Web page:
Let’s apply some real-world scrutiny. If humility in learning is so important, it should probably be visible in leaders of the world’s digital giants.
Let’s start with Google’s Sundar Pichai, the Indian born engineer responsible for Chrome, Android, and Google Apps. Pichai has been described as being humble by Caldwell Partners, Huffpost and the Times of India. He has remarked that leadership is “…less about trying to be successful (yourself) and more about making sure you have good people, and removing roadblocks so they can be successful in what they do – Let others succeed”. In running the digital leviathan, Pichai regularly seeks advice from those around him, as well as the greater Google community. Every Friday, Pichai holds an all-hands meeting during which he answers questions posed from Googlers from across the company. Pichai is not alone, Lazlo Bock, former SVP of People Operations, emphasized the need for intellectual humility; “Without humility, you are unable to learn.”
Facebook’s Mark Zuckerberg has a very strong personal learning agenda. He’s currently engaged in a 2017 ‘Year of Travel’, that combines engagement with learning humility. He has turned up to listen at a series of low key meetings at community halls, schools, and businesses to learn about the world outside the Silicon Valley bubble. On a number of occasions, he has admitted mistakes, for example accepting that flaws in Facebook algorithms have been exploited by ‘fake news’ propagandists.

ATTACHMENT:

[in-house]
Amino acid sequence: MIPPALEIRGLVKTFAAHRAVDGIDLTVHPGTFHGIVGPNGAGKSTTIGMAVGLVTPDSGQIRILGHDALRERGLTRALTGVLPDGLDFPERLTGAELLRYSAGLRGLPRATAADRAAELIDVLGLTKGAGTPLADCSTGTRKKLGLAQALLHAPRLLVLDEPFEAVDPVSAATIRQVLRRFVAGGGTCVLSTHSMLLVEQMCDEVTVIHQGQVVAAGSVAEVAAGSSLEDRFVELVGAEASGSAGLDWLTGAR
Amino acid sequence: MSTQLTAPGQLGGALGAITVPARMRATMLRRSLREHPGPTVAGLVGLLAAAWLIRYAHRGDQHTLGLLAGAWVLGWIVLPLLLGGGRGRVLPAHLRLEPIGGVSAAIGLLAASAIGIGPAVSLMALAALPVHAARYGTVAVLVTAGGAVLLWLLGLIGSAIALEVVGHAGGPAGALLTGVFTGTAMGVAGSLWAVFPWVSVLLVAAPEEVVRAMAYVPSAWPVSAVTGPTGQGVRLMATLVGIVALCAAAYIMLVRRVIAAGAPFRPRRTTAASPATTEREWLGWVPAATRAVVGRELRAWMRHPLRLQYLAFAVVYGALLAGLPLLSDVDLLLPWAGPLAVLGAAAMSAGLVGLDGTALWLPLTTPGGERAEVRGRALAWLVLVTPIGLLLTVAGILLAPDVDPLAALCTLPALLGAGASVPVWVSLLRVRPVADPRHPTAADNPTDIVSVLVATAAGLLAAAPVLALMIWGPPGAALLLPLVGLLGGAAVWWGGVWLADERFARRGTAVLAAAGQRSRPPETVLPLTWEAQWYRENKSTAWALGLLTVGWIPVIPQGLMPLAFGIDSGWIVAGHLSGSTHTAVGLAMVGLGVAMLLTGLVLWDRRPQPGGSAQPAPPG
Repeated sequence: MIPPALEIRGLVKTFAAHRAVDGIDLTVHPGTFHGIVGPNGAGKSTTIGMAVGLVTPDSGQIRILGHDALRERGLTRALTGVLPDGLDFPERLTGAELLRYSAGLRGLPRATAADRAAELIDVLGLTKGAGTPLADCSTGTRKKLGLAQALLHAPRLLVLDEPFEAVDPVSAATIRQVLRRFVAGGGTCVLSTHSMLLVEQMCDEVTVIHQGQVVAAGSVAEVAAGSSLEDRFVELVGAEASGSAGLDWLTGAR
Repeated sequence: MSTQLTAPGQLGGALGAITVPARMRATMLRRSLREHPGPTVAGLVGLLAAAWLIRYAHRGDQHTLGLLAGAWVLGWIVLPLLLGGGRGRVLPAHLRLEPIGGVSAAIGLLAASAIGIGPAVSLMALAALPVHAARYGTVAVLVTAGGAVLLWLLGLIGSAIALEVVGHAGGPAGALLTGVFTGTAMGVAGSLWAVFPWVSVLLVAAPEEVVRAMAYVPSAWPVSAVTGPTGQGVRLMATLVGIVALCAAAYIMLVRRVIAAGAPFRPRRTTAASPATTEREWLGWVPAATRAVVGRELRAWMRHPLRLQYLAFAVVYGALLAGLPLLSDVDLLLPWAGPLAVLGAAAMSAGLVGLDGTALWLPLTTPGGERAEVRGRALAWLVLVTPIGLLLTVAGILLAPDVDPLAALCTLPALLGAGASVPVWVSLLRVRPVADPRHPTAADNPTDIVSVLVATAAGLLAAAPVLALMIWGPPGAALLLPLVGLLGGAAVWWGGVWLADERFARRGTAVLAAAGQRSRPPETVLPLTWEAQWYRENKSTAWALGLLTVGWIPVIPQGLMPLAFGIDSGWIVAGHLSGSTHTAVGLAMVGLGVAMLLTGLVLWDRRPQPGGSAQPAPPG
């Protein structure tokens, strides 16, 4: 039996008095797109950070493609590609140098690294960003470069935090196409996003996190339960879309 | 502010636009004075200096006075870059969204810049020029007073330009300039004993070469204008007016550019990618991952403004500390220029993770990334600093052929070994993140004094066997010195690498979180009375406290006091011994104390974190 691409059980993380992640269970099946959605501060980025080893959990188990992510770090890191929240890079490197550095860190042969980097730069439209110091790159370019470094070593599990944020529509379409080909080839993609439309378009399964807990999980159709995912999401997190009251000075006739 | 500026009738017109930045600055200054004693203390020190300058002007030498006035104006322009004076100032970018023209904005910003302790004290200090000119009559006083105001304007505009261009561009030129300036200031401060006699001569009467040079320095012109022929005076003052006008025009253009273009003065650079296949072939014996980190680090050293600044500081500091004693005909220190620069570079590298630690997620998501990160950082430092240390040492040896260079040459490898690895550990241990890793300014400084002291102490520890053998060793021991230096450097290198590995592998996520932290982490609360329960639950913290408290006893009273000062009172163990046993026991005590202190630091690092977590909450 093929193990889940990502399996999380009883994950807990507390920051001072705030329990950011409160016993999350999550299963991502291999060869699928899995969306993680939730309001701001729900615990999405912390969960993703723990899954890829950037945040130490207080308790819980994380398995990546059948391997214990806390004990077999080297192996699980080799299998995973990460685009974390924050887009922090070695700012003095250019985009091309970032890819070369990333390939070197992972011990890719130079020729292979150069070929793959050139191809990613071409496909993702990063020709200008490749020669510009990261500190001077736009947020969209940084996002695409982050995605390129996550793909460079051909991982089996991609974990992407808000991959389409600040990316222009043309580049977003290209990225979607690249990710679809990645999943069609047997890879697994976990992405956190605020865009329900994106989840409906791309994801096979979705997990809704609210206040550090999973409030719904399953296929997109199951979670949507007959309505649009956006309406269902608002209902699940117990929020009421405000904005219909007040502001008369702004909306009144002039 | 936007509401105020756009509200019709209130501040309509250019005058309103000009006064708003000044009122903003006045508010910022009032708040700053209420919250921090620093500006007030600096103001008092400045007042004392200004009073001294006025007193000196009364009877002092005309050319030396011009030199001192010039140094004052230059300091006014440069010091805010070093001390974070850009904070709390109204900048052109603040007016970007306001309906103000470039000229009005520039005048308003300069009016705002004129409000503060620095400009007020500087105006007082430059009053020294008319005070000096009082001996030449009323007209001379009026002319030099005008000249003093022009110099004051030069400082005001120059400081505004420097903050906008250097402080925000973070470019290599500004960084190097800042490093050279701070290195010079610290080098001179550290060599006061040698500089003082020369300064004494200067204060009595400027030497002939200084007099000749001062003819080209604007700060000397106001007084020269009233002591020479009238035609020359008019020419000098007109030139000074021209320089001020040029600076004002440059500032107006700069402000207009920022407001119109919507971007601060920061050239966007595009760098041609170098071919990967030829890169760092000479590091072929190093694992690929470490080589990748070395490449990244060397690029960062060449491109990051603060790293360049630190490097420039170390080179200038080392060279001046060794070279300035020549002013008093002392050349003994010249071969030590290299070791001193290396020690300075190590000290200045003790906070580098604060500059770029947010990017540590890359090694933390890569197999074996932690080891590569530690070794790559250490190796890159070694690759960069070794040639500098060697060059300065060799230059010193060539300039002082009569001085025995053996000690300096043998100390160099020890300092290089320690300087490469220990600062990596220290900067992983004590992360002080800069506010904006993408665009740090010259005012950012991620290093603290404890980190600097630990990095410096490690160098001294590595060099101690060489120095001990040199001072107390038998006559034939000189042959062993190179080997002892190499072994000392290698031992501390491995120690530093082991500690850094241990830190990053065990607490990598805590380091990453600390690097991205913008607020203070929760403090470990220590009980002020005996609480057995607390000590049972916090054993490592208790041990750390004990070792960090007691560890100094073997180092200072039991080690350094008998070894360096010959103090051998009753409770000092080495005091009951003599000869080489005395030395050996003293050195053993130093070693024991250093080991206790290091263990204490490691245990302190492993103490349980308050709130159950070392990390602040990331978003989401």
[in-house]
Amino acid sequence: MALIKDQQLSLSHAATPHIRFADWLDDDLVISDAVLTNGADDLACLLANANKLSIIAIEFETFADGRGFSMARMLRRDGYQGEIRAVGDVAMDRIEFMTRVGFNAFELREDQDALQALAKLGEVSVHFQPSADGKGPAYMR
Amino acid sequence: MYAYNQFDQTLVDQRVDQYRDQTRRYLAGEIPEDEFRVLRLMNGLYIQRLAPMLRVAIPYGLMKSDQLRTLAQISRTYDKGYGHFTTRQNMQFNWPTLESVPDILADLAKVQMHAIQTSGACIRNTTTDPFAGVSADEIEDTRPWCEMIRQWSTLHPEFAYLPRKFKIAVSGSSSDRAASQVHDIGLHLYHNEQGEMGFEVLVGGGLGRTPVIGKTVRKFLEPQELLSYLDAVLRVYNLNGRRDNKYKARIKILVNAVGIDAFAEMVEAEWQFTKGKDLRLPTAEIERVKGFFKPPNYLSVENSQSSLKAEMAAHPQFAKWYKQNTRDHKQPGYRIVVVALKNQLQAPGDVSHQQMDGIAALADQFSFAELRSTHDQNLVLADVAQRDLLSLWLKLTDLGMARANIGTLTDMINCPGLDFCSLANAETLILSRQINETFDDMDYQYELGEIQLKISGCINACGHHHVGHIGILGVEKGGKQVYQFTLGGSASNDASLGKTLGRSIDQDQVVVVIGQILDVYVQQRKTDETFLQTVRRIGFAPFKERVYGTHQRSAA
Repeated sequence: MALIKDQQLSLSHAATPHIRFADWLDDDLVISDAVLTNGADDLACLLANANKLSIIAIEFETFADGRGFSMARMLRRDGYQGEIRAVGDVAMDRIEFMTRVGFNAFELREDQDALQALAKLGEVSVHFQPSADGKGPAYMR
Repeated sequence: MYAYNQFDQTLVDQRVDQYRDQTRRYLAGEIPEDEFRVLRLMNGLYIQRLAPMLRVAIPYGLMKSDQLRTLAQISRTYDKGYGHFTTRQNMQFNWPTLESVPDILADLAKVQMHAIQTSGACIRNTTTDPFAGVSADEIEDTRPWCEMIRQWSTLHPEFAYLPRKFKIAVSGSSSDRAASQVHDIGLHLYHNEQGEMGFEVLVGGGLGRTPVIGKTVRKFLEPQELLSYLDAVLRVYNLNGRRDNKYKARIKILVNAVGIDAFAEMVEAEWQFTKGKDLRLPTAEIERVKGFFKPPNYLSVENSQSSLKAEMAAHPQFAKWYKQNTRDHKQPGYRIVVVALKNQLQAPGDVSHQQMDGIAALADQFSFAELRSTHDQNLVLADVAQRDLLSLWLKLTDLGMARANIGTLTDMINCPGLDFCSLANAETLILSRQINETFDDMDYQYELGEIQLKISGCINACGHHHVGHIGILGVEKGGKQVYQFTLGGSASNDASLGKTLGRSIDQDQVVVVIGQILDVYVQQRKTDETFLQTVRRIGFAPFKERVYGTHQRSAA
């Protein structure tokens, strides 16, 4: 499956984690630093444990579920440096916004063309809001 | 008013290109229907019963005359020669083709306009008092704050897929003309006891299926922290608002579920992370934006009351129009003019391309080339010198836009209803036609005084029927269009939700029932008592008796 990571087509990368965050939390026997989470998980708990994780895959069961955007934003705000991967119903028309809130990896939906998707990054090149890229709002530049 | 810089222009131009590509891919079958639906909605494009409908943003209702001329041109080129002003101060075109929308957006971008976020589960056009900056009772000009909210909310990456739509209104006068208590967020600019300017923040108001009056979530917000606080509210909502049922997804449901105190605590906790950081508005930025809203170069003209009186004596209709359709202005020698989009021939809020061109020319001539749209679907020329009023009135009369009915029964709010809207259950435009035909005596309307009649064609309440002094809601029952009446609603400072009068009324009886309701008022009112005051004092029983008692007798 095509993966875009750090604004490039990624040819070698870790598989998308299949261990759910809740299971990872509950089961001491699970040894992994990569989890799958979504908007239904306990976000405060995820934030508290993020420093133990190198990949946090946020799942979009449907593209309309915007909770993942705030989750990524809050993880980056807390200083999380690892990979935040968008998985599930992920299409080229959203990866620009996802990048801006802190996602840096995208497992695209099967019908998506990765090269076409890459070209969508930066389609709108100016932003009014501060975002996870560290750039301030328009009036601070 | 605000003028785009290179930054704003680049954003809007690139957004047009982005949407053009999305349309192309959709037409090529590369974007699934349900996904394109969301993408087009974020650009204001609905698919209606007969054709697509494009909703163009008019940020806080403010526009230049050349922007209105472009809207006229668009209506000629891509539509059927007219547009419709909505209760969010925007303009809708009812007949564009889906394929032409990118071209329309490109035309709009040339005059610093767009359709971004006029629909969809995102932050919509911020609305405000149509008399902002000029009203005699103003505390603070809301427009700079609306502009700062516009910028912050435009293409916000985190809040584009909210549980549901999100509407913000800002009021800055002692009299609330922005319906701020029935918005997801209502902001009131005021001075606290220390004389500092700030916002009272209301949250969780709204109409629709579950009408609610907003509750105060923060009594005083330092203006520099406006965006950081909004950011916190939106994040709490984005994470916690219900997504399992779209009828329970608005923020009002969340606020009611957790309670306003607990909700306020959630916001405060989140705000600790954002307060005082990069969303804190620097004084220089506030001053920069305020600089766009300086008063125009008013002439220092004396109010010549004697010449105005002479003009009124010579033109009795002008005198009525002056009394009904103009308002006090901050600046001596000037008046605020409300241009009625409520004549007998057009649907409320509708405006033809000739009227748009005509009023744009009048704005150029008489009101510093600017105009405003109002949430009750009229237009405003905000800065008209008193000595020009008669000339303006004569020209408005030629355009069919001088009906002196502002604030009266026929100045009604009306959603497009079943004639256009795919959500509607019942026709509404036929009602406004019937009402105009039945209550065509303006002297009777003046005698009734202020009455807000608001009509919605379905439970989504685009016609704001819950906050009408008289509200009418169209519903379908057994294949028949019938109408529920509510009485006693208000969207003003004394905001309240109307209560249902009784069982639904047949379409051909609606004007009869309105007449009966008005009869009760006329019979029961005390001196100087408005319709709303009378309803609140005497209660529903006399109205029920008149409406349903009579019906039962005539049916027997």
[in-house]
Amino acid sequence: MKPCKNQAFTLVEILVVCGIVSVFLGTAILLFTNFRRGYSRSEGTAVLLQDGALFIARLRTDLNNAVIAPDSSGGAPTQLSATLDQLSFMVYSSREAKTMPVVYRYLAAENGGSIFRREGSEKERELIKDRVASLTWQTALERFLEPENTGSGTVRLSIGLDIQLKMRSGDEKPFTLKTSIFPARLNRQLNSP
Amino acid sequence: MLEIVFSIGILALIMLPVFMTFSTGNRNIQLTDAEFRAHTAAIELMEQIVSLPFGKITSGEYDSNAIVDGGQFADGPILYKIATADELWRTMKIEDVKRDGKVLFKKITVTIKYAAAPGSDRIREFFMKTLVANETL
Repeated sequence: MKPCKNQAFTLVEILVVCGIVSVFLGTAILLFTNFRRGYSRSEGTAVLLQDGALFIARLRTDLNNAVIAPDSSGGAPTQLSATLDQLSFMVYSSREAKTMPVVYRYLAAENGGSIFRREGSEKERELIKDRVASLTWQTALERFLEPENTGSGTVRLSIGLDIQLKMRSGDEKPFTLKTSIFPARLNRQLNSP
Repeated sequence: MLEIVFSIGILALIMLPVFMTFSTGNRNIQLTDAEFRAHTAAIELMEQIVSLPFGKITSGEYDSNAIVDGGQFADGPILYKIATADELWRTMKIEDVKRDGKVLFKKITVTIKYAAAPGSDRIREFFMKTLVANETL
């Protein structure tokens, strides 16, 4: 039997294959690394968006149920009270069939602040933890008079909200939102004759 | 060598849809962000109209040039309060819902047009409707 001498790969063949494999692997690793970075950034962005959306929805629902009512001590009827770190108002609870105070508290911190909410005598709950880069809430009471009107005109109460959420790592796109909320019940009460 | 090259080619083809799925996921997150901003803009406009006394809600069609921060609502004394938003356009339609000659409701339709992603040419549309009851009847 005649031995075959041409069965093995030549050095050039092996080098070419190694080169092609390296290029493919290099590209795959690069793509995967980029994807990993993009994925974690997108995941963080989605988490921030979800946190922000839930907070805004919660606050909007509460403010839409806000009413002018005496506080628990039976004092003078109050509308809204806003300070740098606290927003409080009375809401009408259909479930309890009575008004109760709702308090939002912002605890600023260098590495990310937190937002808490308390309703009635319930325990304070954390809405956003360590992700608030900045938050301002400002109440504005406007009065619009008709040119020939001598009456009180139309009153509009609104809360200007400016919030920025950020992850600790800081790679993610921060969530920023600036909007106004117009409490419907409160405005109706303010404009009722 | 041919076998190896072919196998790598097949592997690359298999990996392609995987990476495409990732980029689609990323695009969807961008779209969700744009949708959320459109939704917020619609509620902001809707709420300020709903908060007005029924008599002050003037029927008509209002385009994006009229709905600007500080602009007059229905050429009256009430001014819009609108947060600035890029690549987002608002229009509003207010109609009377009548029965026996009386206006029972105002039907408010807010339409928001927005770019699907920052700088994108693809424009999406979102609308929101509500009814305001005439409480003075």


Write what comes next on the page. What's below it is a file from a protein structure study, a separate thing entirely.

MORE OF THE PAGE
At Microsoft, Satya Nadella operates from an office over-run with books. His personal mantra is ‘learn it all, don’t know it all’. Since his promotion in 2014, he has been credited with defusing the highly combative, silo-orientated organization of his predecessor by building a culture of listening, communicating, learning, and sharing view-points. Even before his appointment as CEO, he was identified as possessing a key quality for a modern, dynamic leader – humility. He has a well-documented thirst for knowledge, speaking about this plainly in a 2014 email to the company; “I fundamentally believe that if you are not learning new things, you stop doing great and useful things.”